Twin sisters Ana and Roxana Lopez were only 17 when their mother died of breast cancer. Over the next eight years, several of their aunts and female cousins would also be diagnosed with breast or ovarian cancer. But it wasn’t until Roxana received her own breast cancer diagnosis in August 2015 that the common thread became clear.
“At age 25, breast cancer was just not something I thought would happen to me,” Roxana says. “But shortly after I was diagnosed with stage II invasive ductal carcinoma in my left breast, I underwent genetic counseling. And I tested positive for the BRCA1 mutation.”
An obligation to share test results
As an aspiring nurse and an MD Anderson employee at the time, Roxana knew how significant that test result was.
“It not only explained why I got cancer at such a young age, but also my family history,” she says. “I felt obligated to share my results so that other family members could be tested, too, and consider taking preventive measures.”
It turns out that all three of Roxana’s siblings — including her two older brothers — also have the BRCA1 mutation. For Roxana and her twin sister, that meant choosing to have double mastectomies.
“I opted to have a bilateral mastectomy to reduce my future breast cancer risk, which is significantly higher due to the BRCA1 mutation,” Roxana says. “Considering my family history, I regret not learning about it sooner. I wonder now if my cancer could have been prevented.”
“There’s a chance that I might never develop breast cancer, even without surgery,” Ana adds. “So I could’ve opted for increased surveillance. But looking back and remembering how much my mom suffered, I knew it was an experience I never wanted to go through again. I decided to take a leap of faith and move forward with the preventive double mastectomy.”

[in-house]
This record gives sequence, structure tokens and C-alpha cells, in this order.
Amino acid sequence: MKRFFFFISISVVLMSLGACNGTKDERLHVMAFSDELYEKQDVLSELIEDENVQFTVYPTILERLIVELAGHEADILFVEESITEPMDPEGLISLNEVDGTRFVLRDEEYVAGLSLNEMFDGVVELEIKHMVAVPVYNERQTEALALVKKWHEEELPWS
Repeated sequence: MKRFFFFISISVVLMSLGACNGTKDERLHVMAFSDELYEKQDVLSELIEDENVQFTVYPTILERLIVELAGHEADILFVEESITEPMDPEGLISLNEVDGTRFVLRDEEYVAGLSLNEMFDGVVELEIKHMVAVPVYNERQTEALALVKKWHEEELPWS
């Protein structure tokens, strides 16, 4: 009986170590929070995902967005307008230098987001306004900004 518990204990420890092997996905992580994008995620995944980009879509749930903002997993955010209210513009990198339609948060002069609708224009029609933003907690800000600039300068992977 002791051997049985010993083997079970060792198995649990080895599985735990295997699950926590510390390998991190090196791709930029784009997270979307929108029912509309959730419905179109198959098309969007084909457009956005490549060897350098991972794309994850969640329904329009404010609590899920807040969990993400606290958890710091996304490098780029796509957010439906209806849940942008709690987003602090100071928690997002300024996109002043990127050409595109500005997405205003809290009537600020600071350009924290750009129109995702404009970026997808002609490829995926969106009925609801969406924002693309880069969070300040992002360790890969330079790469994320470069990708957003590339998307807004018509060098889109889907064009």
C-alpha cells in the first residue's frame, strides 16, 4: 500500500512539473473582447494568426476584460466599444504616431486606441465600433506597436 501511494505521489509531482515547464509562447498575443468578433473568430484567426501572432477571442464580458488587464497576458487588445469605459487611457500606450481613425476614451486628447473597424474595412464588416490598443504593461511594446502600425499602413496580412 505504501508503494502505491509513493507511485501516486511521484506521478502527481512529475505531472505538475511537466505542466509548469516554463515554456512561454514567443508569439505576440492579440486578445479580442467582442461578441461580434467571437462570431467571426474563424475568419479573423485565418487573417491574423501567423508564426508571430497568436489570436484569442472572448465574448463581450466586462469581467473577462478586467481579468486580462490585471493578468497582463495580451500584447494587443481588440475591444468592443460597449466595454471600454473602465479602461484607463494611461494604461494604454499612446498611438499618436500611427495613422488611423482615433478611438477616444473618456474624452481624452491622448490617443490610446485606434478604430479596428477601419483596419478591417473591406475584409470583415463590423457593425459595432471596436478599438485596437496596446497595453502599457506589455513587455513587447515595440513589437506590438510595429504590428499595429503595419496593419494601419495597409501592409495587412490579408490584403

Twin sisters both choose a double mastectomy
Isabel Bedrosian, M.D., and Scott Oates, M.D., performed Ana’s double mastectomy in February 2016. The same surgical duo performed Roxana’s double mastectomy in May 2016, after she’d completed seven rounds of chemotherapy.
“Choosing to be treated at MD Anderson was an easy decision, since I was working there as a research data coordinator at the time,” Roxana says. “As a patient, I want to know the ‘whys’ and ‘what ifs’ of every decision being made, no matter how scientific the explanation may be. And our doctors have been amazing. I particularly appreciate the way Dr. Oates informs and educates us in a manner that’s easy to understand.”
“I can’t imagine going anywhere else,” Ana adds. “I am so grateful to all the amazing doctors, nurses and staff. Their expertise and compassion have made this experience much less daunting.”
Advocates for genetic testing
Both twins will graduate from nursing school in December 2017. And they hope to return to MD Anderson as clinical nurses one day so they can help other patients on their cancer journeys. In the meantime, they’ll continue to encourage others to get tested for the BRCA mutation, especially if cancer runs in the family.
“Your health is too valuable not to take action, so don’t put it off,” Roxana says. “I’ve now started scheduling regular screenings for breast, ovarian and pancreatic cancers, as well as melanoma.”
“If we had done genetic testing sooner, we might have acted more quickly,” Ana adds. “We never expected to face cancer again so soon.”
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